Students need to discover early whether they are wasting their time in college because they lack either the intellectual ability or the motivation to learn enough to justify taking four years out of their lives. An ``A'' should encourage the student to continue studying; he is learning what he is supposed to be learning; a ``D'' or an ``F'' should tell him that he may be in the wrong field or the wrong college. Or maybe a low grade tells him that he should stop fooling around and start studying.
Society - and society includes parents - also needs grades. Is the enormous expense of sending a student to college for four years - as much as $100,000 - likely to pay off? It is now almost impossible for a student to work his way through college without a subsidy from parents, government or the college itself. Shouldn't students justify the subsidy to their sponsors? Several high grades suggest that the investment has prospects of paying off. Several low grades suggest that the student may be better off quitting and taking a full-time job, or shifting his studies to a school or program where he will do better.
Postscript: I discovered the identity of the angry student. A computer check showed only one student with a B+ in criminology and two previous semesters with a straight A average: a graduating senior with a double major in economics and computer science. Had my evaluation of his work cost him an award at graduation? No, it hadn't. Although his cumulative average was very good, grade inflation had eroded the value of his achievements; many of his classmates had even higher averages.
Mr. Toby, professor of sociology at Rutgers University, is working on a book about higher education as an entitlement.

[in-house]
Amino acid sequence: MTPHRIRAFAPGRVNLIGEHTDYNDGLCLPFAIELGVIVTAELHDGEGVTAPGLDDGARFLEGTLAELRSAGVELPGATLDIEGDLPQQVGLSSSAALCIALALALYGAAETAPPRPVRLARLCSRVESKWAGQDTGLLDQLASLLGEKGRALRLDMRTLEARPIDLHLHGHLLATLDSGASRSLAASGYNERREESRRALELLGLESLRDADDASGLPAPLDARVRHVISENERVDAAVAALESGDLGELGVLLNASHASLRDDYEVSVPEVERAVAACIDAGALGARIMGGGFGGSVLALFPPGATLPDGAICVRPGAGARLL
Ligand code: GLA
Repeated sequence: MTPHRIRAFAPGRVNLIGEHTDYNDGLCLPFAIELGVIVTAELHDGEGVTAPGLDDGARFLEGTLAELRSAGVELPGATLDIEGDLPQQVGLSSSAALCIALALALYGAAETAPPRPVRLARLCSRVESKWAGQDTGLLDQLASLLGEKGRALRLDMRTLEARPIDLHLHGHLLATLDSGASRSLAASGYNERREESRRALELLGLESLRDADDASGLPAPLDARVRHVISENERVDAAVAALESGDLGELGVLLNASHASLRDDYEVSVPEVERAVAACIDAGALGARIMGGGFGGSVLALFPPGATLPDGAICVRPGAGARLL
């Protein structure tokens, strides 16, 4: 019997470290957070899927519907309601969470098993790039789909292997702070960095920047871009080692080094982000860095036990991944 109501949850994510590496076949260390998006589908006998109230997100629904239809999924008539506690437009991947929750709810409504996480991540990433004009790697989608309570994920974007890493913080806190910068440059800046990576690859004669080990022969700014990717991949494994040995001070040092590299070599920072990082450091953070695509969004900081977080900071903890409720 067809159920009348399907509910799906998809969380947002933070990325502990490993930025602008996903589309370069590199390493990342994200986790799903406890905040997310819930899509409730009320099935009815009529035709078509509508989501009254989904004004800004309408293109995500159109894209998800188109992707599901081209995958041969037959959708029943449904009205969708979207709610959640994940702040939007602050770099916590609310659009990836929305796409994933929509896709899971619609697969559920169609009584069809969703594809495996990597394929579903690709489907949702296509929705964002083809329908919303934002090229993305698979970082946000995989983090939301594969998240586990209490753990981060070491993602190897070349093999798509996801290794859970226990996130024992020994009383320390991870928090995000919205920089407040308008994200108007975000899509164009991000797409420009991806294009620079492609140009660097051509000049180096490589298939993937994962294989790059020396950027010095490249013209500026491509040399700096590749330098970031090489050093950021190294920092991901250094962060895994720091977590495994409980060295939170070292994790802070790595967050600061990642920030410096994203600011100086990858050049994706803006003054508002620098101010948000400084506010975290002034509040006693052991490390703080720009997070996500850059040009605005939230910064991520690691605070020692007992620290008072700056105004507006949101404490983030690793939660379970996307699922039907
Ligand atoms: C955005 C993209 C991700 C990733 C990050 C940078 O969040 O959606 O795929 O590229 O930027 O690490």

For 24 years, it was impossible to flunk at Stanford University. Professors weren't allowed to give out an F.
But this week, the Stanford faculty voted to reinstate the failing grade - an ``NP,'' meaning ``no pass.'' That reverses a policy in effect since 1970, where failing students were given a benign ``NC,'' meaning ``no credit,'' on their transcripts.
Dartmouth College, meanwhile, will start next fall adding the median grade for each class along with a student's individual grade on transcripts. Thus, an A in a course where most everyone else gets an A will have less impact in some circles than an A in a course where most others get a C.
``Our goal is to help employers and graduate schools get a better sense of the actual level of performance,'' said James O. Freedman, Dartmouth's president.
Many observers in higher education say such actions offer a glimmer of hope in the campaign against grade inflation, which has been extensive on college campuses across the country. Institutions, citing greater sensitivity to the varying abilities and backgrounds of students, have been unwilling to impose strict, quantifiable standards, many say.
``The fact that Stanford is moving in that direction is almost enough to set a trend,'' said Jeffrey Wallin, president of the American Academy for Liberal Education, a group of academics that has been campaigning for tougher standards in higher education.
At many colleges and universities, it has long been an open secret that few students get anything worse than a C, especially in humanities courses. At some colleges students about to get a failing grade can drop out of courses without penalty, as late as a week before the end of classes; the result is a transcript filled with successes.
``It's awfully hard to get a failing grade. None of us give them very much,'' said Freedman. ``Most students regard anything less than a B as a failing grade these days.''